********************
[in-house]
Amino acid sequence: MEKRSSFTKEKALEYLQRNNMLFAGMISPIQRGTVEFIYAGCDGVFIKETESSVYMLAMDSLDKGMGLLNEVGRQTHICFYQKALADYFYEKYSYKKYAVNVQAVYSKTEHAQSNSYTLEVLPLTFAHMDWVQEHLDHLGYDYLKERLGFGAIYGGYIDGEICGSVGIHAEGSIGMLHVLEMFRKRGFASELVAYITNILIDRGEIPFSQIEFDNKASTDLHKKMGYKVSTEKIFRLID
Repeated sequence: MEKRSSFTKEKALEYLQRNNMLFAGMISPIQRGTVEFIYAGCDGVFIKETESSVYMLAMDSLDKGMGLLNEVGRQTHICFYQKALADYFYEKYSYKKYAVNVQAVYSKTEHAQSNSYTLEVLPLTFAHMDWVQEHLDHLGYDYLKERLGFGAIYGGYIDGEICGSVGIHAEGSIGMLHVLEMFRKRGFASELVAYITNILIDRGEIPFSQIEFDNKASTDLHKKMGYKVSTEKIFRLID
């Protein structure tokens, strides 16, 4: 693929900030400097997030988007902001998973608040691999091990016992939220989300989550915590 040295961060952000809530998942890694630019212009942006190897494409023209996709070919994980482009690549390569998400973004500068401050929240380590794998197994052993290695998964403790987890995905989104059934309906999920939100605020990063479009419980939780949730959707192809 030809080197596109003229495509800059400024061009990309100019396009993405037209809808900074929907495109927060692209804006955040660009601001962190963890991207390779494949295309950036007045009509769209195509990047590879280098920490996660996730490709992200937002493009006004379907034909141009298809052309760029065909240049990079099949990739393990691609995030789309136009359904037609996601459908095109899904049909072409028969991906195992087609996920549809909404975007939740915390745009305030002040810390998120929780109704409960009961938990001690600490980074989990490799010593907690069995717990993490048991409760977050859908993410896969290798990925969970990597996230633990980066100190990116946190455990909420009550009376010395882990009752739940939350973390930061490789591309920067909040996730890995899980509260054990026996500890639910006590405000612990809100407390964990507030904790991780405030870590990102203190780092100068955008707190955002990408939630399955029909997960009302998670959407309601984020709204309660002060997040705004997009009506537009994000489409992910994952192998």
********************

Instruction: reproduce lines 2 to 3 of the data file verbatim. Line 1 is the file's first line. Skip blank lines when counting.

Amino acid sequence: MEKRSSFTKEKALEYLQRNNMLFAGMISPIQRGTVEFIYAGCDGVFIKETESSVYMLAMDSLDKGMGLLNEVGRQTHICFYQKALADYFYEKYSYKKYAVNVQAVYSKTEHAQSNSYTLEVLPLTFAHMDWVQEHLDHLGYDYLKERLGFGAIYGGYIDGEICGSVGIHAEGSIGMLHVLEMFRKRGFASELVAYITNILIDRGEIPFSQIEFDNKASTDLHKKMGYKVSTEKIFRLID
Repeated sequence: MEKRSSFTKEKALEYLQRNNMLFAGMISPIQRGTVEFIYAGCDGVFIKETESSVYMLAMDSLDKGMGLLNEVGRQTHICFYQKALADYFYEKYSYKKYAVNVQAVYSKTEHAQSNSYTLEVLPLTFAHMDWVQEHLDHLGYDYLKERLGFGAIYGGYIDGEICGSVGIHAEGSIGMLHVLEMFRKRGFASELVAYITNILIDRGEIPFSQIEFDNKASTDLHKKMGYKVSTEKIFRLID